Taming Fire

Flames torched the hillside, igniting the dry chaparral at Sedgwick Reserve in California’s Santa Ynez Valley. Sagebrush and yucca caught fire like tinder as the flame front advanced, leaving charred snags and smoldering yucca stumps in its wake.

Dozens of professionals hurried about, clad in Nomex gear with hoses and water trucks at the ready. Instead of nozzles, though, their gloves gripped drip torches with flames flickering at the ends of the spouts. They had lit the fire that now consumed the hillside, and they labored on to ensure it would spread. Resource managers are increasingly turning toward prescribed burns as a tool to maintain and restore landscapes and reduce the risk of wildfires. The technique stretches back thousands of years to the native peoples of North America. European Americans began to suppress the practice and, for more than a century, every spark and ember was aggressively extinguished. But now scientists and land stewards are beginning to understand the nuances of fire in the American West, and how we can put it to good use. When employed carefully, fire can be an incredibly versatile tool. The native tribes of California have used fire for millennia to promote a patchwork of ecosystems that’s supported a diversity of useful plants and animals. Today’s experts are rediscovering prescribed fire as a way to both encourage native growth and manage fuel loads, preventing firestorms from exploding beyond control. Prescribed burns also provide a unique opportunity for scientists to study the dynamics of fire and its effect on ecosystems. The resulting insights can guide land management, especially as climate change pushes the western U.S. toward drier, hotter conditions.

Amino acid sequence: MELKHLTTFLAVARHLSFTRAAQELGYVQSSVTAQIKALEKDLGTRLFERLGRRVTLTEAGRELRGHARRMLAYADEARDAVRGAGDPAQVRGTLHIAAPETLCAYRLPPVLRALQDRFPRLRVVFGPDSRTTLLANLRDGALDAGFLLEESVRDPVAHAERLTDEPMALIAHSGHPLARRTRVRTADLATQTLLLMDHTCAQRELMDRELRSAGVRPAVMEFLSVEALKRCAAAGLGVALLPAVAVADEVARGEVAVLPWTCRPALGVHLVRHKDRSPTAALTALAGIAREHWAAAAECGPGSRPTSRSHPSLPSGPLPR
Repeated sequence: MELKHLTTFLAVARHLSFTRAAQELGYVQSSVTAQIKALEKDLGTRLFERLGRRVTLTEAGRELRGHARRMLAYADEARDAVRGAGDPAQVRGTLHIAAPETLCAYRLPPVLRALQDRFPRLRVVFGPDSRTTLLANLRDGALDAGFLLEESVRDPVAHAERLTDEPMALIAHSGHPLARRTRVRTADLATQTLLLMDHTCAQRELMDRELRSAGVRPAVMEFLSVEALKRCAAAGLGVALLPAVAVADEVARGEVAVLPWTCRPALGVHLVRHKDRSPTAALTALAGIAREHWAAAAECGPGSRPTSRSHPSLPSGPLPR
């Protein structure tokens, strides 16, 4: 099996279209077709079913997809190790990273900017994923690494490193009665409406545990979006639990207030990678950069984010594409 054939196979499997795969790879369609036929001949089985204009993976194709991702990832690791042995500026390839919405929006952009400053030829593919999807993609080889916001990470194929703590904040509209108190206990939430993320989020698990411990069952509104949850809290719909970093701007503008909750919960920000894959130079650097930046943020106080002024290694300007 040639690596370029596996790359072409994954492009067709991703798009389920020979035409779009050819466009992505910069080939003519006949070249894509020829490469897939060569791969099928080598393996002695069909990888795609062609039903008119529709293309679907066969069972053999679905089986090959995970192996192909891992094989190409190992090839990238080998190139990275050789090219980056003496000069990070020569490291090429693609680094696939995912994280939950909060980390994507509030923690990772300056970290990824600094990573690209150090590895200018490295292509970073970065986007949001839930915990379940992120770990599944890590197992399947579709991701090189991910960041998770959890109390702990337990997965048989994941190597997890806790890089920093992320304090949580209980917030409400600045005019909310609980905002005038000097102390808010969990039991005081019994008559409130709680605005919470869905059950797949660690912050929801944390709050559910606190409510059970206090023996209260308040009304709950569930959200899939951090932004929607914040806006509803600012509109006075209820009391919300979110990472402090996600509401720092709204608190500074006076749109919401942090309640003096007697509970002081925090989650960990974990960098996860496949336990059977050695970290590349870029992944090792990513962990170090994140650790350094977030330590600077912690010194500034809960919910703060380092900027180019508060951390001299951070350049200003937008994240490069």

At Sedgwick, a caravan of workers set off toward the western edge of the reserve, trudging up the dusty trail to the property’s edge. A line of fire hoses, laid out the day before, guided everyone to their places. Almost as soon as the crew began to drip liquid flames onto yucca and sage branches just below the ridgeline, the dry wood immediately ignited. Fire was on the landscape and smoke began billowing into the air. It was a bizarre sight for the uninitiated, to see unfettered flames dancing across the hillside, leaping from shrub to shrub. But this was no wildfire. It was a tame fire, harnessed like a beast of burden to do our bidding. “We’re ultimately in control,” says Santa Barbara County firefighter Eddie Luparello, as he surveyed the flames from the ridge crest. “For instance, starting the burn from the ridge forced our fire to travel downhill, against its natural inclinations.” Standing beside Luparello, UC Santa Barbara doctoral student Kaili Brande watched flames pass over instruments she had placed before the burn. Brande investigates how a landscape’s fuel structure, composition and biodiversity lead to different fire behaviors, and how those behaviors affect the severity of a burn. “Prescribed burns offer the rare opportunity to collect pre-fire data in addition to the post-fire data that’s normally available with wildfires,” Brande says. Luparello welcomed Brande’s efforts. “The beauty of doing this in conjunction with UCSB,” he says, “is that now we’re putting hard data into what was just a skill passed from one firefighter to another.” Hannah Etchells, an ecologist visiting from The University of New South Wales in Sydney, Australia, also was at Sedgwick to observe the prescribed burn. She concurred: “This is as close as you can get to a controlled experiment in fire ecology.”